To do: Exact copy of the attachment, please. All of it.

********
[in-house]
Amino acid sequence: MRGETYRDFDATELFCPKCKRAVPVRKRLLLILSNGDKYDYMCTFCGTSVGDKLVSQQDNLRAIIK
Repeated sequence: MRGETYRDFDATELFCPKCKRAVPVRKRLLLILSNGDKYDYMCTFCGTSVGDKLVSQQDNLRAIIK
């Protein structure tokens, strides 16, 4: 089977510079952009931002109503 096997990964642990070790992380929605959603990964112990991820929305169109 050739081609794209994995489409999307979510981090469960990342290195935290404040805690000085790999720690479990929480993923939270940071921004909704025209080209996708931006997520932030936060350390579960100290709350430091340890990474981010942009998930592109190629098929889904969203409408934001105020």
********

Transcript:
[in-house]
Amino acid sequence: MRGETYRDFDATELFCPKCKRAVPVRKRLLLILSNGDKYDYMCTFCGTSVGDKLVSQQDNLRAIIK
Repeated sequence: MRGETYRDFDATELFCPKCKRAVPVRKRLLLILSNGDKYDYMCTFCGTSVGDKLVSQQDNLRAIIK
């Protein structure tokens, strides 16, 4: 089977510079952009931002109503 096997990964642990070790992380929605959603990964112990991820929305169109 050739081609794209994995489409999307979510981090469960990342290195935290404040805690000085790999720690479990929480993923939270940071921004909704025209080209996708931006997520932030936060350390579960100290709350430091340890990474981010942009998930592109190629098929889904969203409408934001105020």